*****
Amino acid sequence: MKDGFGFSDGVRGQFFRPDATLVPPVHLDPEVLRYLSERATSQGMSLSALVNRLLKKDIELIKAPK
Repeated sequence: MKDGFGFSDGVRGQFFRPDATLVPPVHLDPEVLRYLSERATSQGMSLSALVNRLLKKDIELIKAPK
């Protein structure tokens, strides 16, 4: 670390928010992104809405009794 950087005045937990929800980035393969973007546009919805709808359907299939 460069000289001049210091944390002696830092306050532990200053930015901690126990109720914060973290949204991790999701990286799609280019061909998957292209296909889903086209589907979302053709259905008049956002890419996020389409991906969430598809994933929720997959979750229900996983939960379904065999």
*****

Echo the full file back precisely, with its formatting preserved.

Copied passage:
Amino acid sequence: MKDGFGFSDGVRGQFFRPDATLVPPVHLDPEVLRYLSERATSQGMSLSALVNRLLKKDIELIKAPK
Repeated sequence: MKDGFGFSDGVRGQFFRPDATLVPPVHLDPEVLRYLSERATSQGMSLSALVNRLLKKDIELIKAPK
């Protein structure tokens, strides 16, 4: 670390928010992104809405009794 950087005045937990929800980035393969973007546009919805709808359907299939 460069000289001049210091944390002696830092306050532990200053930015901690126990109720914060973290949204991790999701990286799609280019061909998957292209296909889903086209589907979302053709259905008049956002890419996020389409991906969430598809994933929720997959979750229900996983939960379904065999």